“Foreigners” and anti-communism
In the overall American approach to global affairs, World War I symbolized first and foremost a reduction of Europe and its main powers almost to the level of nonrational charges. Europe, wherefrom the light that Jefferson spoke of had originally gone forth, had debased itself through and orgy of blood and hatred. It was up to America – a victor in the war and, when it ended, undoubtedly the strongest power in the world – to set things right. President Woodrow Wilson, an interventionist reformer at home and abroad and a (political) scientist who saw America’s mission as creating an international order that prevented war between the great powers in the future, focused on two main problems: nationalism and revolution. Understanding his approaches to this twin challenge is crucial for understanding American foreign policy discourse right up to the end of the twentieth century.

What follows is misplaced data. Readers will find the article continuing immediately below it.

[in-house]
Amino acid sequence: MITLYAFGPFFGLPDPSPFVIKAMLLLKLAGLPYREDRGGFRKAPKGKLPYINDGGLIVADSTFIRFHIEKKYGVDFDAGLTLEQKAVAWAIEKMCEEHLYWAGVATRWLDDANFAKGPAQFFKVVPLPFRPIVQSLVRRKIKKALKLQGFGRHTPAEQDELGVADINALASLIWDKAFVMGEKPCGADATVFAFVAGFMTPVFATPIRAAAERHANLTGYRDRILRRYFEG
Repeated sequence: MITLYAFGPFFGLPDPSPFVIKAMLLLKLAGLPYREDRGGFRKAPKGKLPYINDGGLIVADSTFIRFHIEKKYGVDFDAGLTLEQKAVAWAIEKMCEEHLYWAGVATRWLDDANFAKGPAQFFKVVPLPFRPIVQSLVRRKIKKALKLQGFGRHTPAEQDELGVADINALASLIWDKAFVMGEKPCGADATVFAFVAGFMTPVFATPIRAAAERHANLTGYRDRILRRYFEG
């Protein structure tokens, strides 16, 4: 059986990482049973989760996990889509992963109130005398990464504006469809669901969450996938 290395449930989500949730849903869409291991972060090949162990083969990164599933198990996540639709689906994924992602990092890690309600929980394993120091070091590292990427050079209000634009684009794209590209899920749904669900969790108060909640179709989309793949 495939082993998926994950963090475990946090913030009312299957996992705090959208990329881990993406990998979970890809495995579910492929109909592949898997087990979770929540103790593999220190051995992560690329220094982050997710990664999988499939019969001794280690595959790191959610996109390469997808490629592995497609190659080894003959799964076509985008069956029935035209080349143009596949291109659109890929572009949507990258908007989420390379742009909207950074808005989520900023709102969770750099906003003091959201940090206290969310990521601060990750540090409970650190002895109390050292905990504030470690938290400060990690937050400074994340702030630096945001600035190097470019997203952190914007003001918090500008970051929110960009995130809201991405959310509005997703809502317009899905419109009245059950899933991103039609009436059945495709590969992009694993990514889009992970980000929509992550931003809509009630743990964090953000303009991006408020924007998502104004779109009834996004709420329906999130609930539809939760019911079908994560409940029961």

[[ Source: Arne Westad, Odd; The Global Cold War; Cambridge University Press, 2005. Page: 16. ]]